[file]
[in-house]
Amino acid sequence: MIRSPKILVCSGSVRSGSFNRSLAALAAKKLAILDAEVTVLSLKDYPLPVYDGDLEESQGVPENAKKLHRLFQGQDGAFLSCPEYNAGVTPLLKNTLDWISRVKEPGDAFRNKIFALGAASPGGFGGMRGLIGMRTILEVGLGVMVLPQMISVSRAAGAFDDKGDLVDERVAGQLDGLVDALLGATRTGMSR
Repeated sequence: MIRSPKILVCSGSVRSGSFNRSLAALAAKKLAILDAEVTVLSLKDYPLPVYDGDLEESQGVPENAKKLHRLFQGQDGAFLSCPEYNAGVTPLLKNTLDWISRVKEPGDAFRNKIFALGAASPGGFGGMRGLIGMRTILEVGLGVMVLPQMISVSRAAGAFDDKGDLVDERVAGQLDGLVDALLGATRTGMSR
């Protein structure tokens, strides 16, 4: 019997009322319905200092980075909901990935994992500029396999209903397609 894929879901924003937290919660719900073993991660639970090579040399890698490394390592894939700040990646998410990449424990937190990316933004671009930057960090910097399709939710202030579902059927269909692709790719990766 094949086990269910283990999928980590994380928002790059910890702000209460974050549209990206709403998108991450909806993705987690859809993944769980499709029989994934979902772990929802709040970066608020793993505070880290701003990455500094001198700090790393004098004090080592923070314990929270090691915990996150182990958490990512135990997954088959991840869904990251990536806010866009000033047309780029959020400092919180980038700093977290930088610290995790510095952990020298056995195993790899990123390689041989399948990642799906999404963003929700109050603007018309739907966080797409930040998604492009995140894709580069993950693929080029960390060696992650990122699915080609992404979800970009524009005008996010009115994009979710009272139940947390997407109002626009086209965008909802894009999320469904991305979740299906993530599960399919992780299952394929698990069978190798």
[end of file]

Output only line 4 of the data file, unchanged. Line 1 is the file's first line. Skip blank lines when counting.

């Protein structure tokens, strides 16, 4: 019997009322319905200092980075909901990935994992500029396999209903397609 894929879901924003937290919660719900073993991660639970090579040399890698490394390592894939700040990646998410990449424990937190990316933004671009930057960090910097399709939710202030579902059927269909692709790719990766 094949086990269910283990999928980590994380928002790059910890702000209460974050549209990206709403998108991450909806993705987690859809993944769980499709029989994934979902772990929802709040970066608020793993505070880290701003990455500094001198700090790393004098004090080592923070314990929270090691915990996150182990958490990512135990997954088959991840869904990251990536806010866009000033047309780029959020400092919180980038700093977290930088610290995790510095952990020298056995195993790899990123390689041989399948990642799906999404963003929700109050603007018309739907966080797409930040998604492009995140894709580069993950693929080029960390060696992650990122699915080609992404979800970009524009005008996010009115994009979710009272139940947390997407109002626009086209965008909802894009999320469904991305979740299906993530599960399919992780299952394929698990069978190798």